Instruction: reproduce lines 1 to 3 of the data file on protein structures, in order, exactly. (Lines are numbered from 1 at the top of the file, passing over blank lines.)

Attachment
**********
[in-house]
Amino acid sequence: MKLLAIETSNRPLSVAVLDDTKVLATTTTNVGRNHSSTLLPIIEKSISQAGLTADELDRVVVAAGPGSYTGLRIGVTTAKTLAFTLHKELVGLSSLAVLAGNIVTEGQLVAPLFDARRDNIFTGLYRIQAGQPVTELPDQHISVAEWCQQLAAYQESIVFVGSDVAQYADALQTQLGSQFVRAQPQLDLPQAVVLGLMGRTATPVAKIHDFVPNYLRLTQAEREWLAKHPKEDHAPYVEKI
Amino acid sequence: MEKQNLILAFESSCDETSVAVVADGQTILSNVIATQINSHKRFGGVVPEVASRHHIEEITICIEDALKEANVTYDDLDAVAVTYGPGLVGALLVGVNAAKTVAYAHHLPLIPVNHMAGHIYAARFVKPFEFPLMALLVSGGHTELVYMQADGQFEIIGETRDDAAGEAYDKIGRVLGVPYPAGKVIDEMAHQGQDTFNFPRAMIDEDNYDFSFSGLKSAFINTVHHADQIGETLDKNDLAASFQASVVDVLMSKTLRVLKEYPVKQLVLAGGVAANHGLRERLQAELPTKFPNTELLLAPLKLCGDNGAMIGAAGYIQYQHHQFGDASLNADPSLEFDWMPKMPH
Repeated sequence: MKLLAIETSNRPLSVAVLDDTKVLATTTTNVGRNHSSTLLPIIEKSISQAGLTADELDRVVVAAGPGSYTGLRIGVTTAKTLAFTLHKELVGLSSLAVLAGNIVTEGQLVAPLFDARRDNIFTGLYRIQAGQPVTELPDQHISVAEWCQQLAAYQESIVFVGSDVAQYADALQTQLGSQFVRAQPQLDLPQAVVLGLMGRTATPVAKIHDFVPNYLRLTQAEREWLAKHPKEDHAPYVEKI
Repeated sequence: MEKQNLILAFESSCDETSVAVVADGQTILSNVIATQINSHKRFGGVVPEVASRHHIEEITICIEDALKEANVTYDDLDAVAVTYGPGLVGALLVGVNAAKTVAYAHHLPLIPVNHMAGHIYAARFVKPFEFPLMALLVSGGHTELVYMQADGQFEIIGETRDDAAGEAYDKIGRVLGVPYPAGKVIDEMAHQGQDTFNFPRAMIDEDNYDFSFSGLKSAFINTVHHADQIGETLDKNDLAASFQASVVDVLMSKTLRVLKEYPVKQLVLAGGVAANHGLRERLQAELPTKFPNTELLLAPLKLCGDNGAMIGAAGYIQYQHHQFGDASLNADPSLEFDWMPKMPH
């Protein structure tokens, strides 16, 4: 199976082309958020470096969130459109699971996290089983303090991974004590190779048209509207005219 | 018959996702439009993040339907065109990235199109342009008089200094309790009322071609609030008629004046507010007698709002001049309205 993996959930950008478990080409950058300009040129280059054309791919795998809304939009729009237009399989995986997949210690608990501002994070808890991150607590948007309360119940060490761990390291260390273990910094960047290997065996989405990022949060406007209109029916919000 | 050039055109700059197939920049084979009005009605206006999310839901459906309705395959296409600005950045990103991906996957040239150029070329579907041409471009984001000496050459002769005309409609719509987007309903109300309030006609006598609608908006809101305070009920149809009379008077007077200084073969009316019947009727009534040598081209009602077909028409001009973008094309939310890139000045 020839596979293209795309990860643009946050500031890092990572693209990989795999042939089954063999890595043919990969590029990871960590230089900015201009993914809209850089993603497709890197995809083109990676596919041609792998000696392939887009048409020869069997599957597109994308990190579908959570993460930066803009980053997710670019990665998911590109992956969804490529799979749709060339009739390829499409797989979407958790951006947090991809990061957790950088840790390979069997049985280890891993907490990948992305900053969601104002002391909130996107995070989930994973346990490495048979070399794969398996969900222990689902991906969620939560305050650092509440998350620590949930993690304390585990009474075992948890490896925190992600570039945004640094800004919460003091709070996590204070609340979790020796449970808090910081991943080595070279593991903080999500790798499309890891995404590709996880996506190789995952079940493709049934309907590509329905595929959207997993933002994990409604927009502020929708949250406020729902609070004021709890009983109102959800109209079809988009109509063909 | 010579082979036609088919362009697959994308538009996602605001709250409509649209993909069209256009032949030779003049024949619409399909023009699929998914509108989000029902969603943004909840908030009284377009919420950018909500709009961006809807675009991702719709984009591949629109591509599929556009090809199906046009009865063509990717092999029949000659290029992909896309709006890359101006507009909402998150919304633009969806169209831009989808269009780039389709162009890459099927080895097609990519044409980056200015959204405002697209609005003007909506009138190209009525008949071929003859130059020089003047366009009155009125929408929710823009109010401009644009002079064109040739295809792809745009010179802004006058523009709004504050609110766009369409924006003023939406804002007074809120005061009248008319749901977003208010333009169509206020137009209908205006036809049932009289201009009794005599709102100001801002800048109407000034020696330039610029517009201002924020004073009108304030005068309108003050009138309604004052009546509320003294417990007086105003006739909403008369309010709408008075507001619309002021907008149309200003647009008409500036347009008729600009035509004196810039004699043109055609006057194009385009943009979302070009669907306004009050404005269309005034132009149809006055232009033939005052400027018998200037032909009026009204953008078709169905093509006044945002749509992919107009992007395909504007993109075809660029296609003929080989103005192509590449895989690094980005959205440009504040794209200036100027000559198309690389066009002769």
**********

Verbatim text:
[in-house]
Amino acid sequence: MKLLAIETSNRPLSVAVLDDTKVLATTTTNVGRNHSSTLLPIIEKSISQAGLTADELDRVVVAAGPGSYTGLRIGVTTAKTLAFTLHKELVGLSSLAVLAGNIVTEGQLVAPLFDARRDNIFTGLYRIQAGQPVTELPDQHISVAEWCQQLAAYQESIVFVGSDVAQYADALQTQLGSQFVRAQPQLDLPQAVVLGLMGRTATPVAKIHDFVPNYLRLTQAEREWLAKHPKEDHAPYVEKI
Amino acid sequence: MEKQNLILAFESSCDETSVAVVADGQTILSNVIATQINSHKRFGGVVPEVASRHHIEEITICIEDALKEANVTYDDLDAVAVTYGPGLVGALLVGVNAAKTVAYAHHLPLIPVNHMAGHIYAARFVKPFEFPLMALLVSGGHTELVYMQADGQFEIIGETRDDAAGEAYDKIGRVLGVPYPAGKVIDEMAHQGQDTFNFPRAMIDEDNYDFSFSGLKSAFINTVHHADQIGETLDKNDLAASFQASVVDVLMSKTLRVLKEYPVKQLVLAGGVAANHGLRERLQAELPTKFPNTELLLAPLKLCGDNGAMIGAAGYIQYQHHQFGDASLNADPSLEFDWMPKMPH